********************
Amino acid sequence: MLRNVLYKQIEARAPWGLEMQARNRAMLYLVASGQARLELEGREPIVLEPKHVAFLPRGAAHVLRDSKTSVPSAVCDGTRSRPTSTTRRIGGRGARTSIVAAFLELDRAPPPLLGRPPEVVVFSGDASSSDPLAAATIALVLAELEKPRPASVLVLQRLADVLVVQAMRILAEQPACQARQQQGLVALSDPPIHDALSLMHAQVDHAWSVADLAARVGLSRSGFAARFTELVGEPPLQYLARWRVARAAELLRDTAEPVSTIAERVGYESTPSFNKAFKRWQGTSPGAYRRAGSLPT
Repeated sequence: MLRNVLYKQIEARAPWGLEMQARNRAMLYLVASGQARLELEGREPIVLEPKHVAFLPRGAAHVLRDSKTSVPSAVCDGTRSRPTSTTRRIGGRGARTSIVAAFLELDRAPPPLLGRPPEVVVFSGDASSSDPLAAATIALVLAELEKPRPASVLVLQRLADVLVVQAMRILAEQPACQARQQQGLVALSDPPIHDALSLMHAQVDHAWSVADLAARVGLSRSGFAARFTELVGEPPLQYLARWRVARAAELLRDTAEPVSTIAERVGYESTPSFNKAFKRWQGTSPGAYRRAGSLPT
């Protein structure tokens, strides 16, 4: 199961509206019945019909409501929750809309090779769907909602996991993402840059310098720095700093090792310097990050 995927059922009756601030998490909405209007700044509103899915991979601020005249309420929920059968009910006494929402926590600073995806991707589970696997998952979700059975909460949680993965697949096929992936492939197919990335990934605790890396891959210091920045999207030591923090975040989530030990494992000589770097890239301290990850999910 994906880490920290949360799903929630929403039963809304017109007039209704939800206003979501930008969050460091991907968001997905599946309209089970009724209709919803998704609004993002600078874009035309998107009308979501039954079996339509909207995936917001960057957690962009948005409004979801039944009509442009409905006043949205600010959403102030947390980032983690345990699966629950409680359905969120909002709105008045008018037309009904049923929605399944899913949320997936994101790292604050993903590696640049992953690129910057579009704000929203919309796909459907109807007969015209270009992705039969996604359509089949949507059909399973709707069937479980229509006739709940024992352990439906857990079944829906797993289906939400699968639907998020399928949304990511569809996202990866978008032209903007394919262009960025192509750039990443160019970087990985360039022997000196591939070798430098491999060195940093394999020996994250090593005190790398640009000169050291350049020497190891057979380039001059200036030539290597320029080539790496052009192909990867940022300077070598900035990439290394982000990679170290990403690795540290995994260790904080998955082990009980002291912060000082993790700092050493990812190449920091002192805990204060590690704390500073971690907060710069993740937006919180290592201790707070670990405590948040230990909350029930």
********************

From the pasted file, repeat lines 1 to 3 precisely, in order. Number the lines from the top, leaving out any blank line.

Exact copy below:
Amino acid sequence: MLRNVLYKQIEARAPWGLEMQARNRAMLYLVASGQARLELEGREPIVLEPKHVAFLPRGAAHVLRDSKTSVPSAVCDGTRSRPTSTTRRIGGRGARTSIVAAFLELDRAPPPLLGRPPEVVVFSGDASSSDPLAAATIALVLAELEKPRPASVLVLQRLADVLVVQAMRILAEQPACQARQQQGLVALSDPPIHDALSLMHAQVDHAWSVADLAARVGLSRSGFAARFTELVGEPPLQYLARWRVARAAELLRDTAEPVSTIAERVGYESTPSFNKAFKRWQGTSPGAYRRAGSLPT
Repeated sequence: MLRNVLYKQIEARAPWGLEMQARNRAMLYLVASGQARLELEGREPIVLEPKHVAFLPRGAAHVLRDSKTSVPSAVCDGTRSRPTSTTRRIGGRGARTSIVAAFLELDRAPPPLLGRPPEVVVFSGDASSSDPLAAATIALVLAELEKPRPASVLVLQRLADVLVVQAMRILAEQPACQARQQQGLVALSDPPIHDALSLMHAQVDHAWSVADLAARVGLSRSGFAARFTELVGEPPLQYLARWRVARAAELLRDTAEPVSTIAERVGYESTPSFNKAFKRWQGTSPGAYRRAGSLPT
């Protein structure tokens, strides 16, 4: 199961509206019945019909409501929750809309090779769907909602996991993402840059310098720095700093090792310097990050 995927059922009756601030998490909405209007700044509103899915991979601020005249309420929920059968009910006494929402926590600073995806991707589970696997998952979700059975909460949680993965697949096929992936492939197919990335990934605790890396891959210091920045999207030591923090975040989530030990494992000589770097890239301290990850999910 994906880490920290949360799903929630929403039963809304017109007039209704939800206003979501930008969050460091991907968001997905599946309209089970009724209709919803998704609004993002600078874009035309998107009308979501039954079996339509909207995936917001960057957690962009948005409004979801039944009509442009409905006043949205600010959403102030947390980032983690345990699966629950409680359905969120909002709105008045008018037309009904049923929605399944899913949320997936994101790292604050993903590696640049992953690129910057579009704000929203919309796909459907109807007969015209270009992705039969996604359509089949949507059909399973709707069937479980229509006739709940024992352990439906857990079944829906797993289906939400699968639907998020399928949304990511569809996202990866978008032209903007394919262009960025192509750039990443160019970087990985360039022997000196591939070798430098491999060195940093394999020996994250090593005190790398640009000169050291350049020497190891057979380039001059200036030539290597320029080539790496052009192909990867940022300077070598900035990439290394982000990679170290990403690795540290995994260790904080998955082990009980002291912060000082993790700092050493990812190449920091002192805990204060590690704390500073971690907060710069993740937006919180290592201790707070670990405590948040230990909350029930």